Pronounced keen-wah, the superfood known as “a mother grain” in the Andes where its been harvested by Incas for 5,000 years, and “gold of the Incas” by others, has been attracting some attention in the health world for its nutritious and versatile culinary offerings.
The varieties are endless--red, black, white, yellow and orange kinds used in pastas, polenta, cakes, biscuits, soups, salads, burgers, pilafs---I even saw “cowboy chili” at Vons the other day featuring key ingredient, quinoa.
Packing a pleasant crunchy texture and nutty flavor when toasted, quinoa’s easy to prepare and store like other grains, though is the seed of a leafy plant similar to Swiss chard, which can also be eaten.
It’s been praised by NASA, survivalists and foodies alike, and for some very good reasons.
Virtually unparalleled in the health food world for containing high amounts of protein, fiber, nutrients and nine essential amino acids while being cholesterol-free, gluten-free, vegan, kosher and almost always organic, this ubiquitous grain that’s really a seed is becoming a staple at households of conscientious shoppers who are in the know.
Unfortunately, this revolution is happening at the expense of indigenous people who, after relying on it as a staple of their own due to its ability to grow at the lofty altitudes where few other plants can, are unable to afford what was once cheap, plentiful and readily available.
In many countries in South America, socioeconomic inequalities are resulting in malnourishment and extreme poverty at extreme rates.
Food vouchers were given to farmers earning $5 harvestiing sugar and coffee in Guatemala where, despite the having largest economy in Central America, almost half the population was chronically malnourished, reported Reuters in a 2011 article.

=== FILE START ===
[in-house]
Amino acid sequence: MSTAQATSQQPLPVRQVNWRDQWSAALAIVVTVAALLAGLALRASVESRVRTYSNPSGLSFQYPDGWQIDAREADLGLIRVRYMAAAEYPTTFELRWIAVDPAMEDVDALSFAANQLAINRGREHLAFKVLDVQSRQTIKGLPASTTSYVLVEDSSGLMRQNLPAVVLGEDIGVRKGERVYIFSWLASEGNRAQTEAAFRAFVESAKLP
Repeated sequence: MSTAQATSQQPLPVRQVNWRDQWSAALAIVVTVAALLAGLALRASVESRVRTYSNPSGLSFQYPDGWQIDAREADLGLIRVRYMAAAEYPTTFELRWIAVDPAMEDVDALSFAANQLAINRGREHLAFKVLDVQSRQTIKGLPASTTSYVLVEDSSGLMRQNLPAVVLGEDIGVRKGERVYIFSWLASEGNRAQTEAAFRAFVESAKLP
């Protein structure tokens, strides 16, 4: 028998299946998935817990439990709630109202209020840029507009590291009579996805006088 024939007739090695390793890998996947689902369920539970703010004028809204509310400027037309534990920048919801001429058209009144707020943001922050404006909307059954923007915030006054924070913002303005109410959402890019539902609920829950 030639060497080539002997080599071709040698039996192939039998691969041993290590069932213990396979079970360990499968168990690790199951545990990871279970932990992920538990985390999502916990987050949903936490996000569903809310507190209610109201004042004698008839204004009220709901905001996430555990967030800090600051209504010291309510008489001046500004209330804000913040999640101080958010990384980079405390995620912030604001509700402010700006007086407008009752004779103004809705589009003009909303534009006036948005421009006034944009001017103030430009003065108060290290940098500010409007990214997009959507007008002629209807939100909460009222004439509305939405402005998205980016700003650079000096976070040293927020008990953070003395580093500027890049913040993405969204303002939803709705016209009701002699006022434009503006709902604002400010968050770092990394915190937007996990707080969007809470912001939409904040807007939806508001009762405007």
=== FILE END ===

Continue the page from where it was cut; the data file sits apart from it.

Bolivian President Evo Morales "blames capitalism and global warming for steep food price increases in Bolivia, and warns that severe frosts could bring famine in the Andean highlands” in the same article, written by Gustavo Palencia.
These are the same highlands where Quinoa is grown for production, and where it has grown forever, naturally providing one of the most optimal sources of nourishment available anywhere. Descendents of the same people it once help thrive, who still grow it, are now turning to a cheaper diet of processed foods.
As a huge consumer of quinoa, I felt I was personally to blame when I stumbled upon the plight of people worlds away from my own. Just like with coffee and sugar, I was devastated to learn what I was supporting.
Finding a moral middle ground by employing the same rationalization I have used as an inmmeasurate consumer of lattes and exotic superfoods like yerba mate, cacao, goji and acai berries, I figured there must be a Fair Trade alternative.
And, of course, there is.
One such company is ANAPQUI, which is a large quinoa cooperative consisting of 1,100 members from two indigenous cultures in eight regions--the Quechua and the Aymara. Its mission is to “improve the living standard of quinoa producers of the Bolivian Highlands”, according to its web site.
Another, Alter Eco, sells a variety of Fair Trade goods as proof that alternative business methods are plausible, and that business can diminish economcial disparities plaguing numerous nations instead of increasing them.
Because just like buying, eating and shopping habits--and basically all aspects of overindulgent lifestyles--can cause a trickledown effect of starvation and suffering in places we have never been, to people we have never met, consumer choices can also make a positive impact.
Health food advocates are constantly telling us that many modern day afflictions are caused by food and therein lies the cure--we have eaten ourselves unhealthy, and we can eat ourselves back to health. Perhaps we can do the same for Bolivian farmers, and other marginalized people around the globe.
By supporting Fair Trade, the tide can not only be turned but their lot, improved. Maybe they can once again afford to eat their own mother grain.
Because as famous foodie, author, chef and TV host Anothony Bourdain has pointed out, food is culture and as many others have figured out, the revolution starts before the food ever hits the plate--at the markets, shops and co-ops where hunger meets buying power.
The fates of entire cultures rely not only on the whims of grumbling stomachs, but educated minds and compassionate hearts. Conscious consumers may have the biggest impact on the quinoa community at large.
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